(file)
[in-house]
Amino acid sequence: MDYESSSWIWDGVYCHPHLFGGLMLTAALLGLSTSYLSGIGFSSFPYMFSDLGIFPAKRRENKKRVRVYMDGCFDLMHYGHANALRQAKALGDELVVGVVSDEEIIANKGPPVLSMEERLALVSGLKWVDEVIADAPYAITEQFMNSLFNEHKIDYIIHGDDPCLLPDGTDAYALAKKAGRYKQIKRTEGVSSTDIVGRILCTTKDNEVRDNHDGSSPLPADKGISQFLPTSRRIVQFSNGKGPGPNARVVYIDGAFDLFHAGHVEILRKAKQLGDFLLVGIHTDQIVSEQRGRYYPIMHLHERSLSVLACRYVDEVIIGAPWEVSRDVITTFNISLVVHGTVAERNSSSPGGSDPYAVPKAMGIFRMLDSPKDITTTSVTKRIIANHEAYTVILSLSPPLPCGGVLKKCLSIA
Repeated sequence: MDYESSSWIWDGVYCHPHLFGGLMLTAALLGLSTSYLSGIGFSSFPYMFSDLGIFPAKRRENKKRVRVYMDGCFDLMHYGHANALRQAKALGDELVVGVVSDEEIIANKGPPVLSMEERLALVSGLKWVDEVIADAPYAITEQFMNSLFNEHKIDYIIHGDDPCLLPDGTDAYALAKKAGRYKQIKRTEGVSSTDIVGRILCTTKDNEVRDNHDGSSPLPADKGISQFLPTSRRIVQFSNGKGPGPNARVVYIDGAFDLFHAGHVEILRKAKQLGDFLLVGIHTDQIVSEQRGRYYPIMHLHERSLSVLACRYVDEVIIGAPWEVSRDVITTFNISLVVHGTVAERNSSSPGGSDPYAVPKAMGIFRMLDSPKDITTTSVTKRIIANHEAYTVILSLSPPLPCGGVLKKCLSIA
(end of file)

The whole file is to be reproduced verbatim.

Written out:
[in-house]
Amino acid sequence: MDYESSSWIWDGVYCHPHLFGGLMLTAALLGLSTSYLSGIGFSSFPYMFSDLGIFPAKRRENKKRVRVYMDGCFDLMHYGHANALRQAKALGDELVVGVVSDEEIIANKGPPVLSMEERLALVSGLKWVDEVIADAPYAITEQFMNSLFNEHKIDYIIHGDDPCLLPDGTDAYALAKKAGRYKQIKRTEGVSSTDIVGRILCTTKDNEVRDNHDGSSPLPADKGISQFLPTSRRIVQFSNGKGPGPNARVVYIDGAFDLFHAGHVEILRKAKQLGDFLLVGIHTDQIVSEQRGRYYPIMHLHERSLSVLACRYVDEVIIGAPWEVSRDVITTFNISLVVHGTVAERNSSSPGGSDPYAVPKAMGIFRMLDSPKDITTTSVTKRIIANHEAYTVILSLSPPLPCGGVLKKCLSIA
Repeated sequence: MDYESSSWIWDGVYCHPHLFGGLMLTAALLGLSTSYLSGIGFSSFPYMFSDLGIFPAKRRENKKRVRVYMDGCFDLMHYGHANALRQAKALGDELVVGVVSDEEIIANKGPPVLSMEERLALVSGLKWVDEVIADAPYAITEQFMNSLFNEHKIDYIIHGDDPCLLPDGTDAYALAKKAGRYKQIKRTEGVSSTDIVGRILCTTKDNEVRDNHDGSSPLPADKGISQFLPTSRRIVQFSNGKGPGPNARVVYIDGAFDLFHAGHVEILRKAKQLGDFLLVGIHTDQIVSEQRGRYYPIMHLHERSLSVLACRYVDEVIIGAPWEVSRDVITTFNISLVVHGTVAERNSSSPGGSDPYAVPKAMGIFRMLDSPKDITTTSVTKRIIANHEAYTVILSLSPPLPCGGVLKKCLSIA